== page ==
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Tips for successfully growing macadamias at home

Follow these guidelines to keep your backyard macadamia thriving and productive.
Choose the right variety of macadamia

There are four varieties of macadamia to choose from so speak to your nursery about which one will grow best in your location. If you want to enjoy your own home grown nuts sooner, we recommend purchasing an established macadamia sapling from an Australian natives nursery. These have often been grafted onto root stock that is more disease resistant and will give your backyard tree the best chance of success.

Plant bee-friendly plants

It takes around four to seven years for a macadamia tree to start producing nuts, but during that time you can be busy planting some other flowering plants. Macadamias are pollinated by insect activity, so surrounding your macadamia tree with insect-attracting plants will help it produce more nuts.

Check for pests and diseases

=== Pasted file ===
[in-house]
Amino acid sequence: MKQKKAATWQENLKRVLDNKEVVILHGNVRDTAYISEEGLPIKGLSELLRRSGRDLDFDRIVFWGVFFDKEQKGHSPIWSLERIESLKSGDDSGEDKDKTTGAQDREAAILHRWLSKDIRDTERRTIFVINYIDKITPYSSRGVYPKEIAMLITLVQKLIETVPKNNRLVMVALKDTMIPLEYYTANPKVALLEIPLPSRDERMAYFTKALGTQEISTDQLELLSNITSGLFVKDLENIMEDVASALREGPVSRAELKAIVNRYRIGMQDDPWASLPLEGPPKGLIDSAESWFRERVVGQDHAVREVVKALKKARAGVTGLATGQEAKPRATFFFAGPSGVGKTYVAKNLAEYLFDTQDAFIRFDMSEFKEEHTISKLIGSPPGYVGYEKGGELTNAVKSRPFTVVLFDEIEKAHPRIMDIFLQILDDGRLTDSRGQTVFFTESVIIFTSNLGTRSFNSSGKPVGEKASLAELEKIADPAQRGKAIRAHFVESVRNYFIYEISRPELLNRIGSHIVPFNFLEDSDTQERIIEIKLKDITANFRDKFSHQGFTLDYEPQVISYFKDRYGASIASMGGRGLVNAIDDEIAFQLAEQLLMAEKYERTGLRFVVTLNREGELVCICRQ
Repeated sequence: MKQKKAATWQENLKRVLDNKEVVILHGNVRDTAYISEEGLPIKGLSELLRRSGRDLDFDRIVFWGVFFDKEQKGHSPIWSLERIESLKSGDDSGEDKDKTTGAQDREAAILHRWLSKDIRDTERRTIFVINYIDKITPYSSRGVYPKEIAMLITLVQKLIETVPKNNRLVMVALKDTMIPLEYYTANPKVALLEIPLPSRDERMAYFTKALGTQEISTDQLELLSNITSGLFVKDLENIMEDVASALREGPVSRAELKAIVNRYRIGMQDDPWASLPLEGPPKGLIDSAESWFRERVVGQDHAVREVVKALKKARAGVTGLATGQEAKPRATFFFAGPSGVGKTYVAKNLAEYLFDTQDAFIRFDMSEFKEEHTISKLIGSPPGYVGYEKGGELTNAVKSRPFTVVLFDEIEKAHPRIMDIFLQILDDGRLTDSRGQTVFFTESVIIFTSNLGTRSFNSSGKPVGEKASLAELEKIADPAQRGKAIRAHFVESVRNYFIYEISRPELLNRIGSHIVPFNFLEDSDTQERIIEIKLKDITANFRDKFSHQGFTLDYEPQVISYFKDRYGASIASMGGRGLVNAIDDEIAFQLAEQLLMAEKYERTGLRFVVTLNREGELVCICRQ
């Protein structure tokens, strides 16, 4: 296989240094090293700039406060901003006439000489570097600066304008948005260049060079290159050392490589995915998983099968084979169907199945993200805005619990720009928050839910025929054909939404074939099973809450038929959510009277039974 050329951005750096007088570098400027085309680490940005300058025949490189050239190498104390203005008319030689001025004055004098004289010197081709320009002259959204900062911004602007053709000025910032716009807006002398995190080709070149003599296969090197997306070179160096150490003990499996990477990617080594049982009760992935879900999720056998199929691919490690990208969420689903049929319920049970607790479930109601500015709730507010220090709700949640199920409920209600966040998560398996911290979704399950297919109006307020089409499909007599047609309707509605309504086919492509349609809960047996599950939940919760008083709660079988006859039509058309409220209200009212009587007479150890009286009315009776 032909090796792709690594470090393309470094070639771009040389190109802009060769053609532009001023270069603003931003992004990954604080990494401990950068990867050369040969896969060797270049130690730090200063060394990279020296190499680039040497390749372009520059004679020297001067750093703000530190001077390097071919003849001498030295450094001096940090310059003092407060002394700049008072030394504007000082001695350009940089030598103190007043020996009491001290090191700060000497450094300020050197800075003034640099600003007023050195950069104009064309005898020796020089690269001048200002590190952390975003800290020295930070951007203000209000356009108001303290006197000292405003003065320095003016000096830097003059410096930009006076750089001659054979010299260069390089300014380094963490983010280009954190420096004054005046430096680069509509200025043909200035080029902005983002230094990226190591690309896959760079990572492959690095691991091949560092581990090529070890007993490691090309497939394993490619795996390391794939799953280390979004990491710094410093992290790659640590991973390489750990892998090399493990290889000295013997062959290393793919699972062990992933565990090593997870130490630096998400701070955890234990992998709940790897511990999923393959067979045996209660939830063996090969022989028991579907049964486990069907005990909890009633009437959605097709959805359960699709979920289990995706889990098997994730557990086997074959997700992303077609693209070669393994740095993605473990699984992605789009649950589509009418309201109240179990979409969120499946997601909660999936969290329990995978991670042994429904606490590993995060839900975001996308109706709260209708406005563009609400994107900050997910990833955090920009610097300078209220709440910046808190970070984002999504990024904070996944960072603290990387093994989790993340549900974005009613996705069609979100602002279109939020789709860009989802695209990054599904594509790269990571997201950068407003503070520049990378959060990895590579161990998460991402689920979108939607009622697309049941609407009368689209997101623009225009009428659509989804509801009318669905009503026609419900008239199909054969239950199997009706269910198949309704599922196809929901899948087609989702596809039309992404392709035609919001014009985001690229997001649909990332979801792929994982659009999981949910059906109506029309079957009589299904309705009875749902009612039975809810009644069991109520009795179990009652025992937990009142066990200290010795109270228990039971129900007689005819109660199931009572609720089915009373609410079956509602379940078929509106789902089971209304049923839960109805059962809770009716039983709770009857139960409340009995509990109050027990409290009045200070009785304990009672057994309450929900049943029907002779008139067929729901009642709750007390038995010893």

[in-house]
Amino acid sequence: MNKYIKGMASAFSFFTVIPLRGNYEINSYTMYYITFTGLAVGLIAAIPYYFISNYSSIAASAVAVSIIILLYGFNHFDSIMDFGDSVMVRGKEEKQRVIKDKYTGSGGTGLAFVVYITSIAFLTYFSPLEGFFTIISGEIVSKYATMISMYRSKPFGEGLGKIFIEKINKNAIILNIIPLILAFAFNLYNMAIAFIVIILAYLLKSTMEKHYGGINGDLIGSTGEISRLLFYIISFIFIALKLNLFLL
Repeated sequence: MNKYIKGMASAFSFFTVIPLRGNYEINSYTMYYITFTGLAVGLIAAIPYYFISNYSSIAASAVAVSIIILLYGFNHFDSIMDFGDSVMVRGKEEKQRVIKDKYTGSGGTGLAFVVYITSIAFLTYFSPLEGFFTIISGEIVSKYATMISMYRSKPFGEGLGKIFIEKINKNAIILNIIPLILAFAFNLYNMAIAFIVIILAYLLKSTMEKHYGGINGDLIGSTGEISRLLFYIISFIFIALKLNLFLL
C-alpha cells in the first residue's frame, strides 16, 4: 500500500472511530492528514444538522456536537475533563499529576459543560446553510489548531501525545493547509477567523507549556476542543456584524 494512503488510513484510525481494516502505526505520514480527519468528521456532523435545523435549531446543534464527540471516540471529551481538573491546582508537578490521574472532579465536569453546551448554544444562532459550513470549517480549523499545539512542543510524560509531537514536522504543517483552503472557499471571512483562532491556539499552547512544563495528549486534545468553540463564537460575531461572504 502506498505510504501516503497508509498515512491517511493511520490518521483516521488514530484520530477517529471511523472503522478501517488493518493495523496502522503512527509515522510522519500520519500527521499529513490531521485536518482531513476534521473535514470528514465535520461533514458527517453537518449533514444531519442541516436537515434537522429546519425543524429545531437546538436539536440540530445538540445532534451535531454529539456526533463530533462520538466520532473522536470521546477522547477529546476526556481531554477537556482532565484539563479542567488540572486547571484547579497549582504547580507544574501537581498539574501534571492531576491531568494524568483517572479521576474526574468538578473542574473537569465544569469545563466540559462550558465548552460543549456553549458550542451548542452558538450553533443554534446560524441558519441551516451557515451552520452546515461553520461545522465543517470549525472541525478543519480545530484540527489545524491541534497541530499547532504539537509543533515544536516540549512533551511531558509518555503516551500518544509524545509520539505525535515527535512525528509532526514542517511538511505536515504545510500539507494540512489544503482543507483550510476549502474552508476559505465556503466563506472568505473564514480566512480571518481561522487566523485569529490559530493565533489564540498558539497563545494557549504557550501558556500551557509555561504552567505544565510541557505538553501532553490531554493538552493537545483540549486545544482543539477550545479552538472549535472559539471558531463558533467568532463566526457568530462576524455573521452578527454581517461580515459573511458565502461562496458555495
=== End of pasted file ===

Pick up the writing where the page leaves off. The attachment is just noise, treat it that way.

For an abundant harvest of mouth-watering macadamias, it’s important to protect your nuts from creatures big and small that love feasting on the delicious kernels as much as we do. Trees generally grow too big to net, so keep birds like cockatoos and galahs at bay by using scare tactics. Hanging noise-making or shiny items (like old CDs) in the tree can work well. Rats might need professional baiting, unless you want to get a dog or cat to do the control job for you.

Nut borer is a smaller, but no less devastating, pest that can affect your harvest. Unfortunately, pyrethrum sprays won’t work on these critters that lay eggs in the maturing nuts. One natural solution is to introduce trichogramma wasps which parasitise nut borer eggs. They are available to purchase in the mail as well as a range of other beneficial insects. Another natural solution can be to remove all the nuts for a season in order to take away the borers laying sites.